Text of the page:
A dramatisation of the story surrounding the death by hanging of the Quaker Mary Dyer in 1660
 
The Puritans in Massachusetts
The Colony grows, 1630-61

The Colony of Massachusetts Bay was set up as a Puritan ‘plantation of the religious’ Colony, which eventually, as a partner with other Colonies, played a prominent role in the “revolt” of the 13 Colonies and the emergence of the United States of America.

To the Puritans who founded it in 1630, the Massachusetts Bay Colony represented a great ideal and a godly objective, an attempt to set up a biblical commonwealth with church and state intertwined. In this, there could be no freedom of religious thought; dissenters and non-conformists had freedom – the freedom to stay away, the freedom to have the sense not to enter to propagate their views.

The Pilgrim Fathers, who had landed nine years earlier at nearby New Plimouth, had no record of troubles over religious difference even when their community totalled thousands.

But in a curious, unique period, in the early 1630’s, before the ‘Quaker invasion’, Salem had banished clergyman Roger Williams and Boston one of its clergymen, John Wheelwright.

While Williams outraged the Salem Church with proposed “complete separation of civil and ecclesiastical authority”, the views of Boston’s Wheelwright supported “violation of the civil peace” and threatened “ruin to the whole”.

Dissent “that was disruptive” rumbled on, throughout the mid-1630’s. It came to a head with the trial of the remarkable Anne Hutchinson. She promoted Antinomian beliefs: the precedence of The Lord’s Grace over the Puritan’s Covenant of (Good) Works.

In all about 60 settler families were punished by expulsion from Boston by the ‘intervention of the State’ and ‘temporal power’. When Hutchinson was banished in 1638, Mary Dyer stood up, in church, for her friend and she and her family too were forced out of Boston.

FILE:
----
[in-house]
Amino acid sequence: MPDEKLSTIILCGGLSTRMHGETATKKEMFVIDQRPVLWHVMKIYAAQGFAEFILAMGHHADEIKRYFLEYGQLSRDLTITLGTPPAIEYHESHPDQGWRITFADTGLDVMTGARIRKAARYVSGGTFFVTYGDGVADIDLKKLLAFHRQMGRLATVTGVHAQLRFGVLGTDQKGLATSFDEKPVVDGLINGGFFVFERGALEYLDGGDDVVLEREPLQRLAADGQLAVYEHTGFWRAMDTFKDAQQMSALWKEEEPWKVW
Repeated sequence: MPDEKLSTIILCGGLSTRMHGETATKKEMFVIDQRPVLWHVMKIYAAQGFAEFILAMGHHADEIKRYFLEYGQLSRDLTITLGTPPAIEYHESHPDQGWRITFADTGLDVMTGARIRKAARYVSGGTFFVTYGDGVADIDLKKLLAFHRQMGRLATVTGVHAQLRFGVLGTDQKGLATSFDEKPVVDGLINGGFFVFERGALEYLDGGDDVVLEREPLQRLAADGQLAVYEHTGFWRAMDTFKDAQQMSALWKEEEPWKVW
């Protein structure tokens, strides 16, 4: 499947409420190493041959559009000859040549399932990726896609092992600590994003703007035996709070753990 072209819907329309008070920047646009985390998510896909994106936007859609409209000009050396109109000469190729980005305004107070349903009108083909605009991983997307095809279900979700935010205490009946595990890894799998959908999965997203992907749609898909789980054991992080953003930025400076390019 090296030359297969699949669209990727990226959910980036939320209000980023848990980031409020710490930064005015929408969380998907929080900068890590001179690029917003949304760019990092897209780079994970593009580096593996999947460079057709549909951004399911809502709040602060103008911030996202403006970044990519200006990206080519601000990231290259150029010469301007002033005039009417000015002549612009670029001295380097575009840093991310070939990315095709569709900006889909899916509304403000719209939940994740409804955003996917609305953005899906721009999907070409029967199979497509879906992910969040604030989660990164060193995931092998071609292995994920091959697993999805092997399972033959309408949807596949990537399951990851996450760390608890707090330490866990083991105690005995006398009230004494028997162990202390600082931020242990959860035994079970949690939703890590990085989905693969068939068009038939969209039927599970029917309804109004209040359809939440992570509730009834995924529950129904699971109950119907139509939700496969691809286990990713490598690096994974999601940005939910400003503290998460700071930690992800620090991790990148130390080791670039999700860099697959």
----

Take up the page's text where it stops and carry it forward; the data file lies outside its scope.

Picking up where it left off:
Underlying religious theories, pressuring towards liberty of conscience, and the struggle over the primacy of dissenters ‘first hand’ religious experience over the Puritan ‘second hand’ knowledge, had emerged, and could not be locked away quietly.

(There is faint record that these beliefs, and others held by the early Quakers, had arisen in 1640 in Rhode Island, as the Quaker movement formed in Old England Regular small gatherings, meeting to worship in silence, are said to have been held)

The antinomian outbursts convulsed and caused disruption in the young, growing Colony, yet occurred nearly two decades before the troublesome Quakers started arriving in Boston harbour, and then from the even younger and more tolerant Rhode Island settlements.

What doth it profit, though a man say he hath faith, and hath not works?
Can faith save him? Even so faith, if it hath not works, is dead, being alone.
Yea, a man may say, Thou hast faith, and I have works -
Show me thy faith without thy works and I will show thee my faith by my works.

Epistle of James 14, 17-18

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